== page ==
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Southeast Asia's garment trade declines

Garment and footwear trade between Southeast Asia and the United States is declining due to high inflation, casting a gloomy shadow over the industry. Recent analysis of U.S. customs data indicates a 20% to 30% drop in the value of apparel and footwear shipments from Cambodia, Bangladesh, Myanmar, and Vietnam during the initial four months of this year. 

Exports to the European Union are also showing signs of slowing, with Bangladesh experiencing a 3% decline in garment exports and Cambodia witnessing a slight dip. Although Vietnam initially saw growth in garment exports to the EU, the latest figures for April demonstrate a significant decrease compared to the previous month.

 The decline comes after a strong recovery in shipments following the pandemic, but Southeast Asian nations heavily reliant on garments, footwear, and travel goods, such as Cambodia, have faced an overall 30% export decrease during the first four months of this year. Industry insiders attribute this decline to inflation and the economic repercussions of Russia's invasion of Ukraine.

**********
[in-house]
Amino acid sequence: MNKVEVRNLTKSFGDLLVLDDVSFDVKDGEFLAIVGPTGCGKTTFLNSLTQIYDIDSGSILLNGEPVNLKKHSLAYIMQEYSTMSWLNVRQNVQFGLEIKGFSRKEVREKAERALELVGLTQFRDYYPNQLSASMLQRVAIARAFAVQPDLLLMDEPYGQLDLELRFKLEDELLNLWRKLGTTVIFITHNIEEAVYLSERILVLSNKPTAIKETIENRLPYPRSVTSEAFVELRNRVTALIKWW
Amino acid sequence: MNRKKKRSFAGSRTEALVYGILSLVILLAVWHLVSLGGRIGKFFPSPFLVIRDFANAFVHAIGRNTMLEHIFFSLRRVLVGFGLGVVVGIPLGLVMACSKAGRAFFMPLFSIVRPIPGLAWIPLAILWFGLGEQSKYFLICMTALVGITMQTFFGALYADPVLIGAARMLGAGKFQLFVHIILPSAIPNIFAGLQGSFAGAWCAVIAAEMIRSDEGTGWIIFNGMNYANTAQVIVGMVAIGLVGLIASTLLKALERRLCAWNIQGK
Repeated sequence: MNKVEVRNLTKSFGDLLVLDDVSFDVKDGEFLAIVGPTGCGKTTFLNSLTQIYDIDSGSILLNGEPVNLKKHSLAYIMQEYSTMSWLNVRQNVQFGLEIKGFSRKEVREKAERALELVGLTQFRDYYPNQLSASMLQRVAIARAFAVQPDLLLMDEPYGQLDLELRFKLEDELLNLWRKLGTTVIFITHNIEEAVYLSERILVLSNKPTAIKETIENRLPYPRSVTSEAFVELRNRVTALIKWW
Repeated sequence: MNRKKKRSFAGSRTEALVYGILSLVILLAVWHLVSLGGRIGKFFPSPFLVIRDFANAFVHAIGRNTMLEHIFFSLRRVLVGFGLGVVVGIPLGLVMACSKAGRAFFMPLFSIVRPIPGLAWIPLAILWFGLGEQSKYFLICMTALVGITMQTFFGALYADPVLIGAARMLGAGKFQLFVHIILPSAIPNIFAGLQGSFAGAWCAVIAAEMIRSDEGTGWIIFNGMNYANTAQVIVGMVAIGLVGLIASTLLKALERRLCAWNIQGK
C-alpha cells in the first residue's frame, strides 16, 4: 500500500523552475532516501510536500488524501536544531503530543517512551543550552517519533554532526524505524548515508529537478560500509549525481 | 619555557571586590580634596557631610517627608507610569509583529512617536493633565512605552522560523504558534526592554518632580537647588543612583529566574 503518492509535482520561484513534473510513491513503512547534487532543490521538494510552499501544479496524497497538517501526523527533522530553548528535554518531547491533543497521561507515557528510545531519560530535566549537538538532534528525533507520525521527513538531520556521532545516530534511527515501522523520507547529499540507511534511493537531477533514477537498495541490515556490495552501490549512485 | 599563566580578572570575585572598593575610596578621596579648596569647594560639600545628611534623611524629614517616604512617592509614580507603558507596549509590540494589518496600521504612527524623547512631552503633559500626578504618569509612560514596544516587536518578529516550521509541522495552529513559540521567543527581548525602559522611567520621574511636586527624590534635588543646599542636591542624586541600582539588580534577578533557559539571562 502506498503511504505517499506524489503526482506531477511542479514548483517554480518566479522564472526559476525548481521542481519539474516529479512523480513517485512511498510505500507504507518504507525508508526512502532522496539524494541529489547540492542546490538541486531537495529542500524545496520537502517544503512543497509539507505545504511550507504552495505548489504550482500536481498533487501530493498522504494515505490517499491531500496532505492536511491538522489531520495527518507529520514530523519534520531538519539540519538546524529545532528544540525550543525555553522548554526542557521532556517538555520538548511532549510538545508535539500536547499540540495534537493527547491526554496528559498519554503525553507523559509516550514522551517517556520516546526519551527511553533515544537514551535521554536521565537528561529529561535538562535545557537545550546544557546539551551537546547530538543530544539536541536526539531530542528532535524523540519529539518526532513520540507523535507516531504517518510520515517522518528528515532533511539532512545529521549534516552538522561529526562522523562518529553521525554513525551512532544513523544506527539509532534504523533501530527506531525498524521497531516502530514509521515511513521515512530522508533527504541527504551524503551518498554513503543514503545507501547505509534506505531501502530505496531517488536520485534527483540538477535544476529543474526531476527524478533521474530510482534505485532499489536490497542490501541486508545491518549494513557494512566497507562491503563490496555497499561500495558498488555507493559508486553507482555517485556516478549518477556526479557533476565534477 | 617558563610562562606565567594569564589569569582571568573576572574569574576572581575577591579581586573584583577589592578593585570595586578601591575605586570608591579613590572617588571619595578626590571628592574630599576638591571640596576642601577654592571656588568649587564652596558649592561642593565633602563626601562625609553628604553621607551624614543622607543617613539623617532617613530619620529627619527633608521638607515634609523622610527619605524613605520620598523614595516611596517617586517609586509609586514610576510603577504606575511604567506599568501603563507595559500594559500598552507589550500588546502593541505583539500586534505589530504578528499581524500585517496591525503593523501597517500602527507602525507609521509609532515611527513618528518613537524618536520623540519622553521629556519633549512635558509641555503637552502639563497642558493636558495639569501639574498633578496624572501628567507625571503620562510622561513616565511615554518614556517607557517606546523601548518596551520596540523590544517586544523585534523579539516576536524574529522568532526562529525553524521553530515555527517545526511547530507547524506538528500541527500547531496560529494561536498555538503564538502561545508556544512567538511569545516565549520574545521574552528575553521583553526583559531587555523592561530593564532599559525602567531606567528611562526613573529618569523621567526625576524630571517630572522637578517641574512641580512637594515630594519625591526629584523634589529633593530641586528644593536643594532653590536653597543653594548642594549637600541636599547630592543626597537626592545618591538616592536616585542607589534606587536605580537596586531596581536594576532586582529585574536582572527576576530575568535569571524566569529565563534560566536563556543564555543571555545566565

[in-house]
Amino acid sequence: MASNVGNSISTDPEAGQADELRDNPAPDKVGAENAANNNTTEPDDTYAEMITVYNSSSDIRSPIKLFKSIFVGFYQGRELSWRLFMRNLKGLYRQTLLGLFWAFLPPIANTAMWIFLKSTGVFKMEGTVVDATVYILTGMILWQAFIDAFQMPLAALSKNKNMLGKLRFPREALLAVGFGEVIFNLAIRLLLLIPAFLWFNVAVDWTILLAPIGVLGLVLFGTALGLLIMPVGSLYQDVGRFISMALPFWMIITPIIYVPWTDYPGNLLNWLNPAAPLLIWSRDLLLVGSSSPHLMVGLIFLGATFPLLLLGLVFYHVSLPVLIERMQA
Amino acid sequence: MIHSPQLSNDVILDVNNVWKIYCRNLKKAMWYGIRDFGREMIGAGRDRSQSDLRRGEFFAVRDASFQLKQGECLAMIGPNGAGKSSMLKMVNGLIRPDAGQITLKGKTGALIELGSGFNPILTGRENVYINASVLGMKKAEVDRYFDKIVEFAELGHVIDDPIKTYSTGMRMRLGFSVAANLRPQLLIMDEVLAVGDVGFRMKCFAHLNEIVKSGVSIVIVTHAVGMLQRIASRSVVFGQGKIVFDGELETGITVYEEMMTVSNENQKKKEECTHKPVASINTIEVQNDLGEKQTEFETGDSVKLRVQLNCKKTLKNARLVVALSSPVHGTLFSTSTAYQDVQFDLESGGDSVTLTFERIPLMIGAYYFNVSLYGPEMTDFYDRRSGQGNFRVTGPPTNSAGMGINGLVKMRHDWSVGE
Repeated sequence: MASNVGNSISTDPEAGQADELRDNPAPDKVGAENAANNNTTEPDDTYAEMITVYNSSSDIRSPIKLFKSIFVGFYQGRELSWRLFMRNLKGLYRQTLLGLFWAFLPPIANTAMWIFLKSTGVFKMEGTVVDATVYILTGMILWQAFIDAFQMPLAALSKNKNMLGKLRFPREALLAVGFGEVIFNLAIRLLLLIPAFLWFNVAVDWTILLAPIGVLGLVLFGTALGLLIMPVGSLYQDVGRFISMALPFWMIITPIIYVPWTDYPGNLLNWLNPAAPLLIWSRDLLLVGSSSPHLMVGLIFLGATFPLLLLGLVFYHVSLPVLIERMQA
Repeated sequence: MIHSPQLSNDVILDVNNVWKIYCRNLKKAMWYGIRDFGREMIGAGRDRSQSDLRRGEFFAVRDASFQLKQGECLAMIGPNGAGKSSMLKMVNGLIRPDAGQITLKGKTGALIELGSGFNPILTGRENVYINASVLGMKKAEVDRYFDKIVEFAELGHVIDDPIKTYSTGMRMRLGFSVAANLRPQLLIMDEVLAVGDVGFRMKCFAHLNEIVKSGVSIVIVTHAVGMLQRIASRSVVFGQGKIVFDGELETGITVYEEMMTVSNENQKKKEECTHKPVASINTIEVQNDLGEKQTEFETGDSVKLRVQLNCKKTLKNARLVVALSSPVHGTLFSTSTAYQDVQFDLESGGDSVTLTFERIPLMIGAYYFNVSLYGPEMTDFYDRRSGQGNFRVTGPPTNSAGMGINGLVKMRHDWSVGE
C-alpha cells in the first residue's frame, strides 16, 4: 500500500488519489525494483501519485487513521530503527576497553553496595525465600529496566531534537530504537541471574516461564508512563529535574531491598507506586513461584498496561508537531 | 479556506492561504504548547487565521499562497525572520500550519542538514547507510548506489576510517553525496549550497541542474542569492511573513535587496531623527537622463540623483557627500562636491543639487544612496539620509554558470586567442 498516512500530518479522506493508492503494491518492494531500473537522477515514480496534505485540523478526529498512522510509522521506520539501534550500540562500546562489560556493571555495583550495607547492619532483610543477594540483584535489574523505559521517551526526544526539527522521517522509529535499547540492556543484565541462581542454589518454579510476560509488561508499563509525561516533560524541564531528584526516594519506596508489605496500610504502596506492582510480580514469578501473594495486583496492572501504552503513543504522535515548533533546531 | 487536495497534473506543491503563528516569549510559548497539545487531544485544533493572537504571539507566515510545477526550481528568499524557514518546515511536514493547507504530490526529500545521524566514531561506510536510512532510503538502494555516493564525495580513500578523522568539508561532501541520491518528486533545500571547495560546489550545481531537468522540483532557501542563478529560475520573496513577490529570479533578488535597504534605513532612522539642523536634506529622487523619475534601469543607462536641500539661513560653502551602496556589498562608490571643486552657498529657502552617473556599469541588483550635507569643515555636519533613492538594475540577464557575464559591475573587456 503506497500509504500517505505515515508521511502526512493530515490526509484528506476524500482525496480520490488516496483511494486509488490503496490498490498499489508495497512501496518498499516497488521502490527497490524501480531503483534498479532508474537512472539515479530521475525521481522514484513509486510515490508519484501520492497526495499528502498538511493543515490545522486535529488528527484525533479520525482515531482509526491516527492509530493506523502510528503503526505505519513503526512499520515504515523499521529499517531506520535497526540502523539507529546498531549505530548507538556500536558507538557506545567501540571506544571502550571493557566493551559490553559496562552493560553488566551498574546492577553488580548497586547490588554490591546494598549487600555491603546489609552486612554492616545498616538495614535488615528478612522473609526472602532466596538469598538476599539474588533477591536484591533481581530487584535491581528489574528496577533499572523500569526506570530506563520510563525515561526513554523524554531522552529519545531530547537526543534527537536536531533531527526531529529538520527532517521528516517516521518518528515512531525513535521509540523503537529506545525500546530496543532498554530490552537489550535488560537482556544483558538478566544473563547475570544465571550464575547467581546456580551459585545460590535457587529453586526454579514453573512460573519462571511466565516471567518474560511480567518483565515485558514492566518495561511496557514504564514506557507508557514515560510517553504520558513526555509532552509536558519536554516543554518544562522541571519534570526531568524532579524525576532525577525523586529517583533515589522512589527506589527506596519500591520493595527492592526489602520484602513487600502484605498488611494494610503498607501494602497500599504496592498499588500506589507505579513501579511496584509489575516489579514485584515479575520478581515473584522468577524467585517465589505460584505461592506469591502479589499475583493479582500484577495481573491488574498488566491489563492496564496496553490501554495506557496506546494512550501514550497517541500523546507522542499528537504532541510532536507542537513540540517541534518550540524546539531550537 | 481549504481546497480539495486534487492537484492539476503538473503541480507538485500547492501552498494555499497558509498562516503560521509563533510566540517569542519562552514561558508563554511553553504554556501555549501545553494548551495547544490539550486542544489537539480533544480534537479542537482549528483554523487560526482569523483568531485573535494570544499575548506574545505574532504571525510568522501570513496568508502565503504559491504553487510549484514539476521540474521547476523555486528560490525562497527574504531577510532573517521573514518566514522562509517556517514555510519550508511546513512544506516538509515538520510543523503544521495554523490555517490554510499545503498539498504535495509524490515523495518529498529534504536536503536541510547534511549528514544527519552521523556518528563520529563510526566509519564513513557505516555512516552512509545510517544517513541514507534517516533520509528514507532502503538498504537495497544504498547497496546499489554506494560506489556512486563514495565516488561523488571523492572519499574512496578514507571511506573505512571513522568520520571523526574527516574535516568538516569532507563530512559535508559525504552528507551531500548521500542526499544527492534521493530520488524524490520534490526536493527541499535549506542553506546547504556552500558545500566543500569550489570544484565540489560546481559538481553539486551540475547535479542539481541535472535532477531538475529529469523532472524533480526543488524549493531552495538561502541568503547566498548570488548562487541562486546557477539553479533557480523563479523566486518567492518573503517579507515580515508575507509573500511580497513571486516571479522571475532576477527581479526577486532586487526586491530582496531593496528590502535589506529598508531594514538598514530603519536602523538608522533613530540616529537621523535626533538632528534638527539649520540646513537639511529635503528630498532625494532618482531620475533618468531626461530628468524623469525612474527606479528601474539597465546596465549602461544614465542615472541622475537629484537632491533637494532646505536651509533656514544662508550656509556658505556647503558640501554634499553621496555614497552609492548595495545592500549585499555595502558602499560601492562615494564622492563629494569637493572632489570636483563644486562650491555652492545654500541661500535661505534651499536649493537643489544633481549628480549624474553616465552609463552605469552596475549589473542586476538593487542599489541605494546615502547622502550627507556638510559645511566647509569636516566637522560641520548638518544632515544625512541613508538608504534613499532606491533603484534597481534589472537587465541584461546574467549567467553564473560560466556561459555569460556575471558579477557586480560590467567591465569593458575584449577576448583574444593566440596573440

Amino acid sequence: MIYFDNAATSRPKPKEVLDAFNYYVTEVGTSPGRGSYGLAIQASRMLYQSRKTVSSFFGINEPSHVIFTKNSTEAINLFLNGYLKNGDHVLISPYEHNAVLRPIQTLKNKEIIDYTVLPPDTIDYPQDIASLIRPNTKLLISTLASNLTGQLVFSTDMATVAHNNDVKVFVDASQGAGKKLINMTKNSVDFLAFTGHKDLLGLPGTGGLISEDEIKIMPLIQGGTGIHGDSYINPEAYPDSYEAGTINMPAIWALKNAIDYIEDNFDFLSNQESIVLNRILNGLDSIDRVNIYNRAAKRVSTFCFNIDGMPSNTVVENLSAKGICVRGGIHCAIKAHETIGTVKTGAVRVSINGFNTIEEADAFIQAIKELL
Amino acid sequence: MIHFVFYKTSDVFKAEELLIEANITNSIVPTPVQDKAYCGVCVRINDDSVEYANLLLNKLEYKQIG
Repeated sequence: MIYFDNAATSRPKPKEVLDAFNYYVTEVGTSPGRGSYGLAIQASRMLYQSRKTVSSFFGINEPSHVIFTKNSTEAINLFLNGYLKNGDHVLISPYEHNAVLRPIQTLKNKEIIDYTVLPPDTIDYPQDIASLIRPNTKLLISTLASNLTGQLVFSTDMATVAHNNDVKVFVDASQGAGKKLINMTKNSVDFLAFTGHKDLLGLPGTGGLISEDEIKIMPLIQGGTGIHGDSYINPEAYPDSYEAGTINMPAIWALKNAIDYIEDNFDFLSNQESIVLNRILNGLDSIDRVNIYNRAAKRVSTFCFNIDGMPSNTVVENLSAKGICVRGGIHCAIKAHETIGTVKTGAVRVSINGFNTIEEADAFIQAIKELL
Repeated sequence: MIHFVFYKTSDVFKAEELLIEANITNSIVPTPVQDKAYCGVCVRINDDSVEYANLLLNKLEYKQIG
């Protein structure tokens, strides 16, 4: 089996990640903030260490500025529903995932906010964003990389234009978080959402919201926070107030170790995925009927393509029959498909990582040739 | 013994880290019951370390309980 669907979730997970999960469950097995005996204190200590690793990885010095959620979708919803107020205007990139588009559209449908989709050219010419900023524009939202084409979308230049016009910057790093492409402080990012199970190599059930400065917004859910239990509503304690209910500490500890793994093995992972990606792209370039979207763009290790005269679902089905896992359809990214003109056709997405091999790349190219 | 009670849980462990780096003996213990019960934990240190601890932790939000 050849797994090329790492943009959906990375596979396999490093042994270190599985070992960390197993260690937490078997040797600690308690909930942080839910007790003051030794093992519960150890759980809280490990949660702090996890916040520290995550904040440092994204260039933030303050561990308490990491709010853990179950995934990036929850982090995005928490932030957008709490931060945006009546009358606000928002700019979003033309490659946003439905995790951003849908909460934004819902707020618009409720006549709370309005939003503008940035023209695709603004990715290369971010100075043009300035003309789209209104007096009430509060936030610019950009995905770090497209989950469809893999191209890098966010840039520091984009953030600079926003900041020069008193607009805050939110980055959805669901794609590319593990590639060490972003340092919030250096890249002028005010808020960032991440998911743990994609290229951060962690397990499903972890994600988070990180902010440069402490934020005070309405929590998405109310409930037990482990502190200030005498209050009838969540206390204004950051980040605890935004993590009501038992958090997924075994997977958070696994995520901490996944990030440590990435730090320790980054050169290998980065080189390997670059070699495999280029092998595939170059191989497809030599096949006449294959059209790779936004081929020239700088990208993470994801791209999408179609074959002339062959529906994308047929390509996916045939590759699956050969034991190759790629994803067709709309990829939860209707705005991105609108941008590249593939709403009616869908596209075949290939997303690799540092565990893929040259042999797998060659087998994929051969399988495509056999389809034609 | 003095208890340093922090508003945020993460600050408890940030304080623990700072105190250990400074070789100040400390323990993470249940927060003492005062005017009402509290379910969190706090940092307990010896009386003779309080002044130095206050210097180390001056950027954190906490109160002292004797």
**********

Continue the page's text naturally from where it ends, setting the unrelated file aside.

Additionally, the failure of the U.S. Congress to renew the Generalized System of Preferences, which offers duty-free access to certain goods, has affected exports of travel goods. Despite stable employment figures thanks to new investors, ongoing uncertainties and the clearance of retail backlogs contribute to a cautious outlook for the rest of 2023. 

Fashion companies are grappling with a challenging sourcing environment due to shrinking demand caused by inflation and reduced consumer spending. Many U.S. fashion companies have responded by cutting sourcing orders and reducing inventory, resulting in a decline in trade volume. 

Ongoing trade tensions, including the continuation of tariffs on Chinese exports, further compound the challenges faced by U.S. brands. In response, fashion companies are prioritizing sourcing flexibility and diversifying their supply base. While they consider near shoring in the West, Southeast Asian countries remain attractive despite the difficulties of finding new production capabilities.



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